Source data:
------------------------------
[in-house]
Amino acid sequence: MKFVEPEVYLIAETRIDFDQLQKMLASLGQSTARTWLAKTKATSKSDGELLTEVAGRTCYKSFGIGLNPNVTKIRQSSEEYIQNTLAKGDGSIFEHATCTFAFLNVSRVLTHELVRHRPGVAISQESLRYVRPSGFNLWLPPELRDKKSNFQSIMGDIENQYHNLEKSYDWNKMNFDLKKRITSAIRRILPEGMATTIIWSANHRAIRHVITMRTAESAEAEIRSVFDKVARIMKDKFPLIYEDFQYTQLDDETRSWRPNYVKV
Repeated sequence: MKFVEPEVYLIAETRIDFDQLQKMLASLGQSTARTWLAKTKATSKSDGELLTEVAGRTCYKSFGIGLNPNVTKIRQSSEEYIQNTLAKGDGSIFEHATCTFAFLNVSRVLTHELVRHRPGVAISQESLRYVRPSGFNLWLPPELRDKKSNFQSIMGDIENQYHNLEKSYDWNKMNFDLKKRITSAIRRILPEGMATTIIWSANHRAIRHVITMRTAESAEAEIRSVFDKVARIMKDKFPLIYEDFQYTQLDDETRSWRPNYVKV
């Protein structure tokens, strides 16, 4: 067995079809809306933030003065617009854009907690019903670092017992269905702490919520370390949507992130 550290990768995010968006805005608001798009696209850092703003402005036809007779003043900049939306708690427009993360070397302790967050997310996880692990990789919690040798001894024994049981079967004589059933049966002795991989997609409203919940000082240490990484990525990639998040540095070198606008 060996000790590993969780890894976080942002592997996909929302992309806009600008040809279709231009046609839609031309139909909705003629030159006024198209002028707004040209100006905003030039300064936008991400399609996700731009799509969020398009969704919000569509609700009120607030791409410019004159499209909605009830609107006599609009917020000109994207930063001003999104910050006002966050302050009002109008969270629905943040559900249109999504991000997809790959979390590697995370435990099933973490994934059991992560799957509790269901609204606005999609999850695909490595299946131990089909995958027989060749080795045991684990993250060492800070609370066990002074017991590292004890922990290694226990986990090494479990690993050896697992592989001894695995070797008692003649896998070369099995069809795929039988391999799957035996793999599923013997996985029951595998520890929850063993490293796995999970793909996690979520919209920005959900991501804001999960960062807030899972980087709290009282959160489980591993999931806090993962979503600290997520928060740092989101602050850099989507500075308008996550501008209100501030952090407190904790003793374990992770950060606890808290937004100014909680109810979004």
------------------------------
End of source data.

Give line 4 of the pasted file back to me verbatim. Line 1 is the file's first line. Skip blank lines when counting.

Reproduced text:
């Protein structure tokens, strides 16, 4: 067995079809809306933030003065617009854009907690019903670092017992269905702490919520370390949507992130 550290990768995010968006805005608001798009696209850092703003402005036809007779003043900049939306708690427009993360070397302790967050997310996880692990990789919690040798001894024994049981079967004589059933049966002795991989997609409203919940000082240490990484990525990639998040540095070198606008 060996000790590993969780890894976080942002592997996909929302992309806009600008040809279709231009046609839609031309139909909705003629030159006024198209002028707004040209100006905003030039300064936008991400399609996700731009799509969020398009969704919000569509609700009120607030791409410019004159499209909605009830609107006599609009917020000109994207930063001003999104910050006002966050302050009002109008969270629905943040559900249109999504991000997809790959979390590697995370435990099933973490994934059991992560799957509790269901609204606005999609999850695909490595299946131990089909995958027989060749080795045991684990993250060492800070609370066990002074017991590292004890922990290694226990986990090494479990690993050896697992592989001894695995070797008692003649896998070369099995069809795929039988391999799957035996793999599923013997996985029951595998520890929850063993490293796995999970793909996690979520919209920005959900991501804001999960960062807030899972980087709290009282959160489980591993999931806090993962979503600290997520928060740092989101602050850099989507500075308008996550501008209100501030952090407190904790003793374990992770950060606890808290937004100014909680109810979004």